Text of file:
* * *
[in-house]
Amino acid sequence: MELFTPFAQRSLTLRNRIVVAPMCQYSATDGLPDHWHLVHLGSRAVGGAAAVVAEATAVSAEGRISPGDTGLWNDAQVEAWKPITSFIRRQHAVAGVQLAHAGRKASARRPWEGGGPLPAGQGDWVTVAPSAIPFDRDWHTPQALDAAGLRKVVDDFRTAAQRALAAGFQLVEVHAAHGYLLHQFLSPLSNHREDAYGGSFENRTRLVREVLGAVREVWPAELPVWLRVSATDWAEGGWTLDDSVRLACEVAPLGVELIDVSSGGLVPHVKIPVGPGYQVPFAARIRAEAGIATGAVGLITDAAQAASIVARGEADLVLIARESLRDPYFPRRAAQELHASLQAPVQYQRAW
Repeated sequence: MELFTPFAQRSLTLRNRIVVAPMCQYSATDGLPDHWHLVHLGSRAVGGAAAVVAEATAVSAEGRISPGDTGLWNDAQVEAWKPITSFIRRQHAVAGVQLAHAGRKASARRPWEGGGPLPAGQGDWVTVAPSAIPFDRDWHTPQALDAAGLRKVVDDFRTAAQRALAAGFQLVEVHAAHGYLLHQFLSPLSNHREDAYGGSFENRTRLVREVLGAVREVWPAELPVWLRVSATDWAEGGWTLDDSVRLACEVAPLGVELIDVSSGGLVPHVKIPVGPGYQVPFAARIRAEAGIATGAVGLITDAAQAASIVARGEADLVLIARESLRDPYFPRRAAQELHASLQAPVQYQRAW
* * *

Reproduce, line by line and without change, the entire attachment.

[in-house]
Amino acid sequence: MELFTPFAQRSLTLRNRIVVAPMCQYSATDGLPDHWHLVHLGSRAVGGAAAVVAEATAVSAEGRISPGDTGLWNDAQVEAWKPITSFIRRQHAVAGVQLAHAGRKASARRPWEGGGPLPAGQGDWVTVAPSAIPFDRDWHTPQALDAAGLRKVVDDFRTAAQRALAAGFQLVEVHAAHGYLLHQFLSPLSNHREDAYGGSFENRTRLVREVLGAVREVWPAELPVWLRVSATDWAEGGWTLDDSVRLACEVAPLGVELIDVSSGGLVPHVKIPVGPGYQVPFAARIRAEAGIATGAVGLITDAAQAASIVARGEADLVLIARESLRDPYFPRRAAQELHASLQAPVQYQRAW
Repeated sequence: MELFTPFAQRSLTLRNRIVVAPMCQYSATDGLPDHWHLVHLGSRAVGGAAAVVAEATAVSAEGRISPGDTGLWNDAQVEAWKPITSFIRRQHAVAGVQLAHAGRKASARRPWEGGGPLPAGQGDWVTVAPSAIPFDRDWHTPQALDAAGLRKVVDDFRTAAQRALAAGFQLVEVHAAHGYLLHQFLSPLSNHREDAYGGSFENRTRLVREVLGAVREVWPAELPVWLRVSATDWAEGGWTLDDSVRLACEVAPLGVELIDVSSGGLVPHVKIPVGPGYQVPFAARIRAEAGIATGAVGLITDAAQAASIVARGEADLVLIARESLRDPYFPRRAAQELHASLQAPVQYQRAW